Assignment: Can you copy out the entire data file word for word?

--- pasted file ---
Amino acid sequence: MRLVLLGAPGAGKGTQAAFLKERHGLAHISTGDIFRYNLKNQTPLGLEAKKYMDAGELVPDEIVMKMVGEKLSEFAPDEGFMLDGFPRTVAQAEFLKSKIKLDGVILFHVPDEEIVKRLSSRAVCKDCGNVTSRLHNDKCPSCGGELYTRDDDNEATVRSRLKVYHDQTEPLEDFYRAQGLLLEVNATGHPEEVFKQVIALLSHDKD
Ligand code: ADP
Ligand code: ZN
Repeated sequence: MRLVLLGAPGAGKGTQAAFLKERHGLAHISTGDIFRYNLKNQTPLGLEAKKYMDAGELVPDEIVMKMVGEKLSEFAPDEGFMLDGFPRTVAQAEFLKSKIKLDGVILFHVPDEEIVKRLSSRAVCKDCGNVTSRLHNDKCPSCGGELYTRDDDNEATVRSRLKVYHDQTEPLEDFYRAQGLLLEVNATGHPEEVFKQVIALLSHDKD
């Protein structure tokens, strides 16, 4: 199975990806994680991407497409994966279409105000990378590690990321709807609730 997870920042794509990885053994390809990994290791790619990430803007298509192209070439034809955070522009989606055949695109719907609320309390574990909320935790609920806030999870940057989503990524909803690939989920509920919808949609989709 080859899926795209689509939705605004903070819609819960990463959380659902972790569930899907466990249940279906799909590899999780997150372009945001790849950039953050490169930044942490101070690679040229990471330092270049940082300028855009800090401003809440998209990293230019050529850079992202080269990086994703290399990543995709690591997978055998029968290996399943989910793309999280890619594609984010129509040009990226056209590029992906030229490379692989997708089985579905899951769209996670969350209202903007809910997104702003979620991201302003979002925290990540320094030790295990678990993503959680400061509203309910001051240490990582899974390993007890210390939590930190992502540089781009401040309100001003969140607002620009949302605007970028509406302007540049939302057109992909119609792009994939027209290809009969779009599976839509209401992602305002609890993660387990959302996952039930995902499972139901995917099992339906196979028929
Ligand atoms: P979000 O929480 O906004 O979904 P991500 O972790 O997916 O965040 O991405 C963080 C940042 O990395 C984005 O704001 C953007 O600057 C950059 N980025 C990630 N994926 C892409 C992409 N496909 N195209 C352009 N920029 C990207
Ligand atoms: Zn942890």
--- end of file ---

Amino acid sequence: MRLVLLGAPGAGKGTQAAFLKERHGLAHISTGDIFRYNLKNQTPLGLEAKKYMDAGELVPDEIVMKMVGEKLSEFAPDEGFMLDGFPRTVAQAEFLKSKIKLDGVILFHVPDEEIVKRLSSRAVCKDCGNVTSRLHNDKCPSCGGELYTRDDDNEATVRSRLKVYHDQTEPLEDFYRAQGLLLEVNATGHPEEVFKQVIALLSHDKD
Ligand code: ADP
Ligand code: ZN
Repeated sequence: MRLVLLGAPGAGKGTQAAFLKERHGLAHISTGDIFRYNLKNQTPLGLEAKKYMDAGELVPDEIVMKMVGEKLSEFAPDEGFMLDGFPRTVAQAEFLKSKIKLDGVILFHVPDEEIVKRLSSRAVCKDCGNVTSRLHNDKCPSCGGELYTRDDDNEATVRSRLKVYHDQTEPLEDFYRAQGLLLEVNATGHPEEVFKQVIALLSHDKD
């Protein structure tokens, strides 16, 4: 199975990806994680991407497409994966279409105000990378590690990321709807609730 997870920042794509990885053994390809990994290791790619990430803007298509192209070439034809955070522009989606055949695109719907609320309390574990909320935790609920806030999870940057989503990524909803690939989920509920919808949609989709 080859899926795209689509939705605004903070819609819960990463959380659902972790569930899907466990249940279906799909590899999780997150372009945001790849950039953050490169930044942490101070690679040229990471330092270049940082300028855009800090401003809440998209990293230019050529850079992202080269990086994703290399990543995709690591997978055998029968290996399943989910793309999280890619594609984010129509040009990226056209590029992906030229490379692989997708089985579905899951769209996670969350209202903007809910997104702003979620991201302003979002925290990540320094030790295990678990993503959680400061509203309910001051240490990582899974390993007890210390939590930190992502540089781009401040309100001003969140607002620009949302605007970028509406302007540049939302057109992909119609792009994939027209290809009969779009599976839509209401992602305002609890993660387990959302996952039930995902499972139901995917099992339906196979028929
Ligand atoms: P979000 O929480 O906004 O979904 P991500 O972790 O997916 O965040 O991405 C963080 C940042 O990395 C984005 O704001 C953007 O600057 C950059 N980025 C990630 N994926 C892409 C992409 N496909 N195209 C352009 N920029 C990207
Ligand atoms: Zn942890």